INTHEBLACK November 2023 - Magazine - Page 35
“Key to equality is being able to control your own
destiny, but it still seems that women players and
women’s competitions are expected to be satisfied
with the crumbs that the men’s organisations are
Alex Pantling - FIFA/FIFA via Getty Images
MICHAEL BURKE, VICTORIA UNIVERSITY
sponsorship is helping to make the game more
attractive for all, she says.
“We’ve had some amazing partners come
on board, like Commonwealth Bank and
Subway,” she says. “LEGO Australia has come
on board as our first official Legacy partner,
and it’s really exciting to have support from a
brand with such a global reach.
“Commercially, it’s been important for us
to partner with high-profile organisations
to make sure that we’re pushing the positive
message about women’s football and getting it
into every home.”
Millikin explains that Football Australia’s
club development program is seeking to drive
women’s inclusion through education and
resources for clubs. She says the more women
and girls in football, the better the game will be.
“It’s going to not only drive more
participation and retention in our sport, it’s
also going to drive better health outcomes
across the board. Plus, more commercial
partnerships and sponsorship for the game.”
Millikin says reaching gender parity in
participation by 2027 has required Football
Australia to “challenge the way we’ve always
“We need to make sure that we’re being
innovative with our initiatives,” she says.
“For example, outdoor football is our bread
and butter. However, what we’re finding
through research is that many women and
girls actually want social formats of the game,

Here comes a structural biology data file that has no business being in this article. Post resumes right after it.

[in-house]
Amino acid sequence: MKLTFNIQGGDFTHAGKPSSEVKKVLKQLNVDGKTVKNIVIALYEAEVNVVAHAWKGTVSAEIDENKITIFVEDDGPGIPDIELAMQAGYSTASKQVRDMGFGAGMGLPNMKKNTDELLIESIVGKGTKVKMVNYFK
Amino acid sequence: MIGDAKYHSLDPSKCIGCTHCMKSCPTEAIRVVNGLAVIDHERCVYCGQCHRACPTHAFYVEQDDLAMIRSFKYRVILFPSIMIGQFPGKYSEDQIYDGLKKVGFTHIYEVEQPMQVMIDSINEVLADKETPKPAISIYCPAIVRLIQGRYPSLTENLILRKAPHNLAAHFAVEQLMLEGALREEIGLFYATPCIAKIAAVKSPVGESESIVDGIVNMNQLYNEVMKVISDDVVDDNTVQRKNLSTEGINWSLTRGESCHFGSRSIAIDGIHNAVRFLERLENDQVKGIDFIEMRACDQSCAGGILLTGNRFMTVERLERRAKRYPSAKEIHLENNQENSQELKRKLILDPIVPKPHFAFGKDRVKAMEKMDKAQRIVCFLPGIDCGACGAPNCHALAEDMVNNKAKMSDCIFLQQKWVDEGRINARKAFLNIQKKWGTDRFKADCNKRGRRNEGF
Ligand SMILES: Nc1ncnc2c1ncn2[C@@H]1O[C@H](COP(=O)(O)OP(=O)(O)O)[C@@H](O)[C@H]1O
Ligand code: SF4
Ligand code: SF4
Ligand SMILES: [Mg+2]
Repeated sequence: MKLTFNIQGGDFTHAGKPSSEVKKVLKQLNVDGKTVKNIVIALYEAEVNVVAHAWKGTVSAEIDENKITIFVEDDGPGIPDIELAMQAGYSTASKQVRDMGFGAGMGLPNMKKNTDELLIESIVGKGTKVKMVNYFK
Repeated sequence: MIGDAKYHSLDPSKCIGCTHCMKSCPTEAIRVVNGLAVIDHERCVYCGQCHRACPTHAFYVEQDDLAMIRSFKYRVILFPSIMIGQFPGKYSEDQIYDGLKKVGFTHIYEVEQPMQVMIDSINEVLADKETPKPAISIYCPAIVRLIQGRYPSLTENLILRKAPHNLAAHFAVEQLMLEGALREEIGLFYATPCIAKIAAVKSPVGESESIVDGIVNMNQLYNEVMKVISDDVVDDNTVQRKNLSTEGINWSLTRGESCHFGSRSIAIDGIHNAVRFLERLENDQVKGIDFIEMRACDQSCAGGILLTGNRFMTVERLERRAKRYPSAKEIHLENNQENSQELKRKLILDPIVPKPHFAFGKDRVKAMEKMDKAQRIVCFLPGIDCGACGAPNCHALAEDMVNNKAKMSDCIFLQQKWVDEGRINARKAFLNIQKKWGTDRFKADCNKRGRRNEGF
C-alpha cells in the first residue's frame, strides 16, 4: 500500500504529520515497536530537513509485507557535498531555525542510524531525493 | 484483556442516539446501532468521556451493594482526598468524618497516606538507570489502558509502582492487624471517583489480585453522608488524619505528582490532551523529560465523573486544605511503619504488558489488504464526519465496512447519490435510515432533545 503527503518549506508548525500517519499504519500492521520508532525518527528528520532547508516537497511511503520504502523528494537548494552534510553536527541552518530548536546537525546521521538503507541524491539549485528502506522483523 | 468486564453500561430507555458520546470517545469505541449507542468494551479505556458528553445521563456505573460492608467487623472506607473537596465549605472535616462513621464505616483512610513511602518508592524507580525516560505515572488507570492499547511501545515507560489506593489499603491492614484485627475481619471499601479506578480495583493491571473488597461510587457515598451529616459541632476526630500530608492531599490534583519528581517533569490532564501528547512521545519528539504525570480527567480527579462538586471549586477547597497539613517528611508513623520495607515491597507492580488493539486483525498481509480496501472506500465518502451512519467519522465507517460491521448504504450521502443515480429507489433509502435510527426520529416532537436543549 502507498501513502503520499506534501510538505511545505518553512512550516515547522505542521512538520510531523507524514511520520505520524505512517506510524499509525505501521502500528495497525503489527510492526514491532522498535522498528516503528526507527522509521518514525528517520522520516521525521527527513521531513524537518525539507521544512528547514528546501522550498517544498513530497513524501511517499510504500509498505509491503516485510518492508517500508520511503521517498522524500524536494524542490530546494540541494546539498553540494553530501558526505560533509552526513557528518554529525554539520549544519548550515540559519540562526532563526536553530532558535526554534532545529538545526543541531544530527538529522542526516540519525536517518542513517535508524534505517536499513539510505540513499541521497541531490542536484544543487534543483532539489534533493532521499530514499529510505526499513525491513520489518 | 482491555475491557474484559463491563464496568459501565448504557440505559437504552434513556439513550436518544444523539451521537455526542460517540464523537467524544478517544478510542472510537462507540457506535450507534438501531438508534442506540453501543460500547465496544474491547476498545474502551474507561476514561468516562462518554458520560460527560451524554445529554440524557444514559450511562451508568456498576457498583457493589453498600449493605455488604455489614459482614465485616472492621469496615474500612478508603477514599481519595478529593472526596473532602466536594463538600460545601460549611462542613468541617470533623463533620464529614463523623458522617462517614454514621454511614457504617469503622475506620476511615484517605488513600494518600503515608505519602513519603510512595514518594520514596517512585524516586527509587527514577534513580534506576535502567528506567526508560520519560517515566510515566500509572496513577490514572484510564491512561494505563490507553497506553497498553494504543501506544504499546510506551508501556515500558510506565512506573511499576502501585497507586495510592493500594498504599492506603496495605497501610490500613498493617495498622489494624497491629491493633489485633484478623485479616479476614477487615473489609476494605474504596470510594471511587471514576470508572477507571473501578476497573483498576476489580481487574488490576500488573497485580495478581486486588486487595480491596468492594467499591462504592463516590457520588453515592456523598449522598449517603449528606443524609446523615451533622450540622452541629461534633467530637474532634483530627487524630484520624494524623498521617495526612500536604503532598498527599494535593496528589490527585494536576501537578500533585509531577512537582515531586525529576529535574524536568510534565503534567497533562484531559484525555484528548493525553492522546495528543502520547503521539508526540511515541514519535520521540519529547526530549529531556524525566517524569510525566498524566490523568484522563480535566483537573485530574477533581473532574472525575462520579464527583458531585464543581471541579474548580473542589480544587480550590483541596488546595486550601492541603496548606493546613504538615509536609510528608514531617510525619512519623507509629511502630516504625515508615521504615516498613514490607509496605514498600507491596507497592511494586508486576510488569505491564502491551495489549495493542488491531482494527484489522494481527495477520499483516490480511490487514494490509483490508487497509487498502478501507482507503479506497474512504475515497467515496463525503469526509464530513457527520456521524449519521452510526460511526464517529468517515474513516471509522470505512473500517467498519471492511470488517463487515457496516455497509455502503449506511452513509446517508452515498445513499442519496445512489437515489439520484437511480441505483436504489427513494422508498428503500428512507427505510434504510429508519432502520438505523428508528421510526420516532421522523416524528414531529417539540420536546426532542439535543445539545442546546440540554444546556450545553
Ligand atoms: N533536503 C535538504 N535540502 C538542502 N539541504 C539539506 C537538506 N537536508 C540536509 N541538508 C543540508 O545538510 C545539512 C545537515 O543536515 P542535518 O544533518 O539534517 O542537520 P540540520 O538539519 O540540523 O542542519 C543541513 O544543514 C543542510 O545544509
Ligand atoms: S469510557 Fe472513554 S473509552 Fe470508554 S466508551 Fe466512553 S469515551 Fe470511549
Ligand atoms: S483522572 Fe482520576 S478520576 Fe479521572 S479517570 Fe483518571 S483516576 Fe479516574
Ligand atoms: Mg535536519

so we need to align the ecosystem around
those opportunities to increase participation.”
Club facilities have also presented
a challenge to female participation in
the sport. Millikin says a national facilities
audit has revealed that 60 per cent of
community sporting grounds don’t have
a women’s change room.
“That’s a big statistic,” she says. “For women
and girls coming to a community sporting
ground, that is going to directly affect whether
they stay and continue playing football.
Building the right infrastructure is one of
the biggest challenges to achieving parity
CLOSING THE PAY GAP
It has been 50 years since tennis legend Billie
Jean King was successful in her drive for equal
prize money for women in the US Open.
It took another 34 years for all tennis majors
to follow suit.
Outside of the Grand Slams, however,
a wage gap in tennis persists, as it does in
almost every sport. At the 2022 Italian Open
in Rome, for example, Novak Djokovic, the
winner of the men’s tournament, received
€836,355 (A$1.4 million). Iga Swiatek, who
won the women’s event, earned less than half
that. Each played the best of three-set matches
against the same number of opponents
throughout the tournament.
In response to public backlash, Italian Open
organisers have committed to awarding equal
prize money by 2025.
A 2019 report into pay equity in sport
by Champions of Change Sport, finds that
revenue and athlete pay depend mainly on
broadcasting and media rights. It notes
that investment in women’s sport reflects a
commercial and strategic decision that is likely
to drive an increase in revenue and greater
success for women’s teams.